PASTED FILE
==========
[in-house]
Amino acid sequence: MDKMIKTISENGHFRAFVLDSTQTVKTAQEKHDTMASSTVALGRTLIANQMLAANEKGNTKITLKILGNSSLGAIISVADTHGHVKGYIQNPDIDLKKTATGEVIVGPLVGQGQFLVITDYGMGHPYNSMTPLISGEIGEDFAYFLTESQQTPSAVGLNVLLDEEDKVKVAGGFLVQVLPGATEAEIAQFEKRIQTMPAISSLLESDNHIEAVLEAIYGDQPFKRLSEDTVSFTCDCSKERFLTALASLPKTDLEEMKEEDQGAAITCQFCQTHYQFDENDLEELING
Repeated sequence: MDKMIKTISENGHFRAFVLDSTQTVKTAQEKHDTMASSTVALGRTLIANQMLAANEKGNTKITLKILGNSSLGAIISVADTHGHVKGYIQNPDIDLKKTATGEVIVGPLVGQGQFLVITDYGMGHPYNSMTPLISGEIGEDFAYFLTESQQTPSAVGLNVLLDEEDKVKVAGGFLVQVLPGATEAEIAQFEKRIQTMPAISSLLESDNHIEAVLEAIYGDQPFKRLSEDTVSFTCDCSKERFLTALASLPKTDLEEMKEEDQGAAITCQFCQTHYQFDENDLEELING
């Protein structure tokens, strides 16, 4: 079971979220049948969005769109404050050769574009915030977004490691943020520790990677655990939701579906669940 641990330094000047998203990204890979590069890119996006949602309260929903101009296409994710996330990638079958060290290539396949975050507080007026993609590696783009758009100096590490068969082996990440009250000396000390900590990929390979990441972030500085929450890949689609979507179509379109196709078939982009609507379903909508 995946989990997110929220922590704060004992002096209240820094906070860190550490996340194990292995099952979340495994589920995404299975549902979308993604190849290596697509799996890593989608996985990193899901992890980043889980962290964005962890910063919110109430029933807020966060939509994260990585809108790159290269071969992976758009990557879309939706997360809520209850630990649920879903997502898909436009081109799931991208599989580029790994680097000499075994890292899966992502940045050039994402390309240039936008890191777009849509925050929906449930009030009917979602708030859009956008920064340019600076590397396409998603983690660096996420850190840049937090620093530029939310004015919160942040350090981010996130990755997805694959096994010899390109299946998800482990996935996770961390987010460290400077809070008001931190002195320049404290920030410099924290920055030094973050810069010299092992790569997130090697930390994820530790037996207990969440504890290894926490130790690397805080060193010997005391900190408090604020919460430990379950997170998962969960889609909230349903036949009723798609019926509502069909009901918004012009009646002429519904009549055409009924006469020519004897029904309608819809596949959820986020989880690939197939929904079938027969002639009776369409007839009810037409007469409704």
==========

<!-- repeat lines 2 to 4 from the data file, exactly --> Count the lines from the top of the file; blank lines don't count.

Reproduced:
Amino acid sequence: MDKMIKTISENGHFRAFVLDSTQTVKTAQEKHDTMASSTVALGRTLIANQMLAANEKGNTKITLKILGNSSLGAIISVADTHGHVKGYIQNPDIDLKKTATGEVIVGPLVGQGQFLVITDYGMGHPYNSMTPLISGEIGEDFAYFLTESQQTPSAVGLNVLLDEEDKVKVAGGFLVQVLPGATEAEIAQFEKRIQTMPAISSLLESDNHIEAVLEAIYGDQPFKRLSEDTVSFTCDCSKERFLTALASLPKTDLEEMKEEDQGAAITCQFCQTHYQFDENDLEELING
Repeated sequence: MDKMIKTISENGHFRAFVLDSTQTVKTAQEKHDTMASSTVALGRTLIANQMLAANEKGNTKITLKILGNSSLGAIISVADTHGHVKGYIQNPDIDLKKTATGEVIVGPLVGQGQFLVITDYGMGHPYNSMTPLISGEIGEDFAYFLTESQQTPSAVGLNVLLDEEDKVKVAGGFLVQVLPGATEAEIAQFEKRIQTMPAISSLLESDNHIEAVLEAIYGDQPFKRLSEDTVSFTCDCSKERFLTALASLPKTDLEEMKEEDQGAAITCQFCQTHYQFDENDLEELING
């Protein structure tokens, strides 16, 4: 079971979220049948969005769109404050050769574009915030977004490691943020520790990677655990939701579906669940 641990330094000047998203990204890979590069890119996006949602309260929903101009296409994710996330990638079958060290290539396949975050507080007026993609590696783009758009100096590490068969082996990440009250000396000390900590990929390979990441972030500085929450890949689609979507179509379109196709078939982009609507379903909508 995946989990997110929220922590704060004992002096209240820094906070860190550490996340194990292995099952979340495994589920995404299975549902979308993604190849290596697509799996890593989608996985990193899901992890980043889980962290964005962890910063919110109430029933807020966060939509994260990585809108790159290269071969992976758009990557879309939706997360809520209850630990649920879903997502898909436009081109799931991208599989580029790994680097000499075994890292899966992502940045050039994402390309240039936008890191777009849509925050929906449930009030009917979602708030859009956008920064340019600076590397396409998603983690660096996420850190840049937090620093530029939310004015919160942040350090981010996130990755997805694959096994010899390109299946998800482990996935996770961390987010460290400077809070008001931190002195320049404290920030410099924290920055030094973050810069010299092992790569997130090697930390994820530790037996207990969440504890290894926490130790690397805080060193010997005391900190408090604020919460430990379950997170998962969960889609909230349903036949009723798609019926509502069909009901918004012009009646002429519904009549055409009924006469020519004897029904309608819809596949959820986020989880690939197939929904079938027969002639009776369409007839009810037409007469409704």